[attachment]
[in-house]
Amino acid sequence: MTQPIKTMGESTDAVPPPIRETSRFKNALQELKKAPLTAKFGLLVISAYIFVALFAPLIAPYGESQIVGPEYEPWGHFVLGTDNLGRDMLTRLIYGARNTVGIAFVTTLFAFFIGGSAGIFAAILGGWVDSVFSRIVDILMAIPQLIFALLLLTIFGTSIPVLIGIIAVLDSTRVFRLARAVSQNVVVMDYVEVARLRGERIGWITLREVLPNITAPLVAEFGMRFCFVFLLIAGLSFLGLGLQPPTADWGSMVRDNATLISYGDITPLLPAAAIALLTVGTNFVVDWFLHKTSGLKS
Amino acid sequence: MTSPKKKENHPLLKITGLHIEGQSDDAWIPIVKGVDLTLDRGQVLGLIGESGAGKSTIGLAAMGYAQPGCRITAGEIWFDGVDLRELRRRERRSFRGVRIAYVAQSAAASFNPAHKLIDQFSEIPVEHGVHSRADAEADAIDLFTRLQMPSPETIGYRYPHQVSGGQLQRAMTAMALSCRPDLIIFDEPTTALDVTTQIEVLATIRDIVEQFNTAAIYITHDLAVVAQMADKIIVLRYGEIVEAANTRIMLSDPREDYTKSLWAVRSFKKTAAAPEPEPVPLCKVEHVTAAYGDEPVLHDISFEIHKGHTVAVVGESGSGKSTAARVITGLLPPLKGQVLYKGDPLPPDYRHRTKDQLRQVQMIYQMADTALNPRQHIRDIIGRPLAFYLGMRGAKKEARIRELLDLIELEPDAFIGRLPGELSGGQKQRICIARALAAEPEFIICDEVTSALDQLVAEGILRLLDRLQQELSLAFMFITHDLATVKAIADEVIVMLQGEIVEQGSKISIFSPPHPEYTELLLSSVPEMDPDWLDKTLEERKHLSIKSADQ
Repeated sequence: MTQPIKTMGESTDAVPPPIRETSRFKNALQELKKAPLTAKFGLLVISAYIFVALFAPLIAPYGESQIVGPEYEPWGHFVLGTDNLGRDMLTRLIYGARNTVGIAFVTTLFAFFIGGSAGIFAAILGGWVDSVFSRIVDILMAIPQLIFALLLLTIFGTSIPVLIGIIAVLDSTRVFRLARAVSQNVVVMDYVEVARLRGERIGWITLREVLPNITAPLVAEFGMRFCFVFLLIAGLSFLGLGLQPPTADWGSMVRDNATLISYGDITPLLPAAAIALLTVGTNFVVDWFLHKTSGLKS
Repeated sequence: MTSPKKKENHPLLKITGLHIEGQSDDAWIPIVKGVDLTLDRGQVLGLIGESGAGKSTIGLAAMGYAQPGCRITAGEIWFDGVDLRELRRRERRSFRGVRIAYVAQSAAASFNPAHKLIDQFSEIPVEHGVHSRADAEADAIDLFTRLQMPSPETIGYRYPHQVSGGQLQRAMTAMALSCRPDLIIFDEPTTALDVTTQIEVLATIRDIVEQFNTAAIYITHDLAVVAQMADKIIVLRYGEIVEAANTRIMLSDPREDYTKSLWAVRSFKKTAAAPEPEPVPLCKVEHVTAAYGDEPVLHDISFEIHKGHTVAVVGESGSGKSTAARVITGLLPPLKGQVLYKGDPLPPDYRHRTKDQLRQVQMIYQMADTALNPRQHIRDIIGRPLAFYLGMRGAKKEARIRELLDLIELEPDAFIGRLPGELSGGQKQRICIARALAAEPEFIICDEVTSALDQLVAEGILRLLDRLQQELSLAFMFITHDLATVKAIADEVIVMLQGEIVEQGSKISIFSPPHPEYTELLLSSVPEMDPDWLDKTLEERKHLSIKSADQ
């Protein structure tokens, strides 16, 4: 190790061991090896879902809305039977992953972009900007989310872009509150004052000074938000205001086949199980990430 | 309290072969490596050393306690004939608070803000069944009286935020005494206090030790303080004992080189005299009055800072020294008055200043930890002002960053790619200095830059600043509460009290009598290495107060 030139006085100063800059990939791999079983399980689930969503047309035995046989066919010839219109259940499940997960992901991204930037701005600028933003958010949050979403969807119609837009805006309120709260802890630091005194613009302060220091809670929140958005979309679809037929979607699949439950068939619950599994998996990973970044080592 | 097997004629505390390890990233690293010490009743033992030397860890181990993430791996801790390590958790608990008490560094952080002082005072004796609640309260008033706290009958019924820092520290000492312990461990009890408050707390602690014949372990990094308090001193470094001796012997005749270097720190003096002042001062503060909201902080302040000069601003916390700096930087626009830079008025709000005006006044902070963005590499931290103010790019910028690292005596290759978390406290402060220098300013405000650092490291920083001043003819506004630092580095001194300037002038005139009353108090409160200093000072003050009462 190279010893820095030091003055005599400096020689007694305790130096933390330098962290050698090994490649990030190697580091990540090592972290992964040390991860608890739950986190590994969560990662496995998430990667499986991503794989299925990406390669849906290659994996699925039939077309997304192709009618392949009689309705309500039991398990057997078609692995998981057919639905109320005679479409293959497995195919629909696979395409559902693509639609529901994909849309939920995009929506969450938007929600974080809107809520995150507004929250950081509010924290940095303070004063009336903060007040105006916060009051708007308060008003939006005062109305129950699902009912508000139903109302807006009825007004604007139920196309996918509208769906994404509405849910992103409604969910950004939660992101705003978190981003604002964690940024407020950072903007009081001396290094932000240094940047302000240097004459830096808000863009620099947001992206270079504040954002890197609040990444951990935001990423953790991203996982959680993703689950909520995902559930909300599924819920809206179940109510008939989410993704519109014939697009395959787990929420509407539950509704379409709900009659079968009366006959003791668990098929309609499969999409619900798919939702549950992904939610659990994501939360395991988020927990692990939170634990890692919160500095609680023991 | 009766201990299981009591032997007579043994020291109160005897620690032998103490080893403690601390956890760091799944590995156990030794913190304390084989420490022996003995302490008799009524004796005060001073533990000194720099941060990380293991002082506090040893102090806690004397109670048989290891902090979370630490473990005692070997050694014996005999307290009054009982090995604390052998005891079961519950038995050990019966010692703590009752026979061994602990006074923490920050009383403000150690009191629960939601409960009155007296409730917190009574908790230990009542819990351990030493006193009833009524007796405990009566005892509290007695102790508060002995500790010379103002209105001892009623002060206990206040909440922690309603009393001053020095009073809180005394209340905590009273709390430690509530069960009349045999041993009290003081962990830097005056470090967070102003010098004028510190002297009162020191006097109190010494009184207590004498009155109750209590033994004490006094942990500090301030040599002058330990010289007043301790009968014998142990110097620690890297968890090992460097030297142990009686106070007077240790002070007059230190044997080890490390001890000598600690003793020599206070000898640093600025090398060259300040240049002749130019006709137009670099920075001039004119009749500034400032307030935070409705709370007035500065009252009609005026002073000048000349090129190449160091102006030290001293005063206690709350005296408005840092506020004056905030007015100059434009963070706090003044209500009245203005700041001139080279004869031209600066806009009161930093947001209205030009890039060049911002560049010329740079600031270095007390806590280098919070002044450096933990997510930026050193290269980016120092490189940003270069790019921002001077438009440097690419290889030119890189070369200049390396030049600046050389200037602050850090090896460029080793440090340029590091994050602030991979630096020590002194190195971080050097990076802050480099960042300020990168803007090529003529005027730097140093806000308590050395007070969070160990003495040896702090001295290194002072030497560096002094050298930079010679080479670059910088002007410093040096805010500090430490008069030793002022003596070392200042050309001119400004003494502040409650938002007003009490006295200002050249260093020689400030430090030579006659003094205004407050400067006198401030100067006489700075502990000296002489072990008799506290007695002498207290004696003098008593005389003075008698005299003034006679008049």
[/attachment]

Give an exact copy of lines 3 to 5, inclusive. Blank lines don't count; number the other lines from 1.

Amino acid sequence: MTSPKKKENHPLLKITGLHIEGQSDDAWIPIVKGVDLTLDRGQVLGLIGESGAGKSTIGLAAMGYAQPGCRITAGEIWFDGVDLRELRRRERRSFRGVRIAYVAQSAAASFNPAHKLIDQFSEIPVEHGVHSRADAEADAIDLFTRLQMPSPETIGYRYPHQVSGGQLQRAMTAMALSCRPDLIIFDEPTTALDVTTQIEVLATIRDIVEQFNTAAIYITHDLAVVAQMADKIIVLRYGEIVEAANTRIMLSDPREDYTKSLWAVRSFKKTAAAPEPEPVPLCKVEHVTAAYGDEPVLHDISFEIHKGHTVAVVGESGSGKSTAARVITGLLPPLKGQVLYKGDPLPPDYRHRTKDQLRQVQMIYQMADTALNPRQHIRDIIGRPLAFYLGMRGAKKEARIRELLDLIELEPDAFIGRLPGELSGGQKQRICIARALAAEPEFIICDEVTSALDQLVAEGILRLLDRLQQELSLAFMFITHDLATVKAIADEVIVMLQGEIVEQGSKISIFSPPHPEYTELLLSSVPEMDPDWLDKTLEERKHLSIKSADQ
Repeated sequence: MTQPIKTMGESTDAVPPPIRETSRFKNALQELKKAPLTAKFGLLVISAYIFVALFAPLIAPYGESQIVGPEYEPWGHFVLGTDNLGRDMLTRLIYGARNTVGIAFVTTLFAFFIGGSAGIFAAILGGWVDSVFSRIVDILMAIPQLIFALLLLTIFGTSIPVLIGIIAVLDSTRVFRLARAVSQNVVVMDYVEVARLRGERIGWITLREVLPNITAPLVAEFGMRFCFVFLLIAGLSFLGLGLQPPTADWGSMVRDNATLISYGDITPLLPAAAIALLTVGTNFVVDWFLHKTSGLKS
Repeated sequence: MTSPKKKENHPLLKITGLHIEGQSDDAWIPIVKGVDLTLDRGQVLGLIGESGAGKSTIGLAAMGYAQPGCRITAGEIWFDGVDLRELRRRERRSFRGVRIAYVAQSAAASFNPAHKLIDQFSEIPVEHGVHSRADAEADAIDLFTRLQMPSPETIGYRYPHQVSGGQLQRAMTAMALSCRPDLIIFDEPTTALDVTTQIEVLATIRDIVEQFNTAAIYITHDLAVVAQMADKIIVLRYGEIVEAANTRIMLSDPREDYTKSLWAVRSFKKTAAAPEPEPVPLCKVEHVTAAYGDEPVLHDISFEIHKGHTVAVVGESGSGKSTAARVITGLLPPLKGQVLYKGDPLPPDYRHRTKDQLRQVQMIYQMADTALNPRQHIRDIIGRPLAFYLGMRGAKKEARIRELLDLIELEPDAFIGRLPGELSGGQKQRICIARALAAEPEFIICDEVTSALDQLVAEGILRLLDRLQQELSLAFMFITHDLATVKAIADEVIVMLQGEIVEQGSKISIFSPPHPEYTELLLSSVPEMDPDWLDKTLEERKHLSIKSADQ